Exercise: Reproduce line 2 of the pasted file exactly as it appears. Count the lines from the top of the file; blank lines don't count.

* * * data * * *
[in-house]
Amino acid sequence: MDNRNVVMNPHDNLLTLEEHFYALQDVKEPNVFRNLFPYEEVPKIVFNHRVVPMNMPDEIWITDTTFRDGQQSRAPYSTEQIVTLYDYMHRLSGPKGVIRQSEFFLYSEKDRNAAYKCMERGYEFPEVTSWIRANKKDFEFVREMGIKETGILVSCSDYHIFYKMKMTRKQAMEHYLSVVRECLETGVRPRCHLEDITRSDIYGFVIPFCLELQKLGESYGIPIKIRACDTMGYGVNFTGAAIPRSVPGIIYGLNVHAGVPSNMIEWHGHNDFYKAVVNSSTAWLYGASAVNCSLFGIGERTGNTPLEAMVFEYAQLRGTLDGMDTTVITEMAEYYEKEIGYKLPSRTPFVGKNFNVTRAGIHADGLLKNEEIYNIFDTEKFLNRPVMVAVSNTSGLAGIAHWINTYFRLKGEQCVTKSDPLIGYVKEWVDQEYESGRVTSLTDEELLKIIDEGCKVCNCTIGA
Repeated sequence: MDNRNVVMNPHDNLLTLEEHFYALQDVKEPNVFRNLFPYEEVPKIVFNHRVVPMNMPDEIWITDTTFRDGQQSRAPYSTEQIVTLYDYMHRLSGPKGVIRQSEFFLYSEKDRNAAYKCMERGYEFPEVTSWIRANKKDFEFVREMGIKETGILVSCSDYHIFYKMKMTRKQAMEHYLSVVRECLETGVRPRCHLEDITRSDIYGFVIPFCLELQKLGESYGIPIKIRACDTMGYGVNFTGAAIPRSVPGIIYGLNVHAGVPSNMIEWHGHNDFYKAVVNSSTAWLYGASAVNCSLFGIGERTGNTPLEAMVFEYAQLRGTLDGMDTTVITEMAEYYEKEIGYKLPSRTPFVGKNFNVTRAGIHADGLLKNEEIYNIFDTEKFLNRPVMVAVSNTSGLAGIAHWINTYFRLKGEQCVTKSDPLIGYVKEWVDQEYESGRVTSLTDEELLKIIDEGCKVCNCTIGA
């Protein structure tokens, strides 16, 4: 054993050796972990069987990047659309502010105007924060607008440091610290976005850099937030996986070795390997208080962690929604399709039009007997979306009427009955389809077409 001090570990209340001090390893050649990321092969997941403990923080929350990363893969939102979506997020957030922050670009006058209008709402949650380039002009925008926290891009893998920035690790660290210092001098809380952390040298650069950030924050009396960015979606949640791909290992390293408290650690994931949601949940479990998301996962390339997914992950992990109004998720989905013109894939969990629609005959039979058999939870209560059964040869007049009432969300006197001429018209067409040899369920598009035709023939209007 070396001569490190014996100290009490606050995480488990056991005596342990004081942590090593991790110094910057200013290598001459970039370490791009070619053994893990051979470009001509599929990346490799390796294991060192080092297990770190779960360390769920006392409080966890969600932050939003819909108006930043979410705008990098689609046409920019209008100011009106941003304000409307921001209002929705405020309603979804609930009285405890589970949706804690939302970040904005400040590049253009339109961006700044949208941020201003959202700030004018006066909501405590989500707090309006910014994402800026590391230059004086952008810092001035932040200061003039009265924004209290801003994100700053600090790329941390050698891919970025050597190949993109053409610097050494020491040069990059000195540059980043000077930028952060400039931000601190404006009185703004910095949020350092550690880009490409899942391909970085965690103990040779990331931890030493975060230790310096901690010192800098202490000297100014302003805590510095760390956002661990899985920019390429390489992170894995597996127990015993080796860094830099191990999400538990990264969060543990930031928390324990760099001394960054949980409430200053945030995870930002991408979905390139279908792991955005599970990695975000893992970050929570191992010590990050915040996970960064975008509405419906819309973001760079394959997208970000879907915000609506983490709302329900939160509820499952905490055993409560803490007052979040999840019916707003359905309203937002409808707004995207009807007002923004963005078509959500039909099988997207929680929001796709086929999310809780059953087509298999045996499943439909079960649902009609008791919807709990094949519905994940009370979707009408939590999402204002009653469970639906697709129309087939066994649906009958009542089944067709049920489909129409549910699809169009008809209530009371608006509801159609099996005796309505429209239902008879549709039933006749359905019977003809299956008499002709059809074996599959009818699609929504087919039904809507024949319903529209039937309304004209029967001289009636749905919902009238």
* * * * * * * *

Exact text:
Amino acid sequence: MDNRNVVMNPHDNLLTLEEHFYALQDVKEPNVFRNLFPYEEVPKIVFNHRVVPMNMPDEIWITDTTFRDGQQSRAPYSTEQIVTLYDYMHRLSGPKGVIRQSEFFLYSEKDRNAAYKCMERGYEFPEVTSWIRANKKDFEFVREMGIKETGILVSCSDYHIFYKMKMTRKQAMEHYLSVVRECLETGVRPRCHLEDITRSDIYGFVIPFCLELQKLGESYGIPIKIRACDTMGYGVNFTGAAIPRSVPGIIYGLNVHAGVPSNMIEWHGHNDFYKAVVNSSTAWLYGASAVNCSLFGIGERTGNTPLEAMVFEYAQLRGTLDGMDTTVITEMAEYYEKEIGYKLPSRTPFVGKNFNVTRAGIHADGLLKNEEIYNIFDTEKFLNRPVMVAVSNTSGLAGIAHWINTYFRLKGEQCVTKSDPLIGYVKEWVDQEYESGRVTSLTDEELLKIIDEGCKVCNCTIGA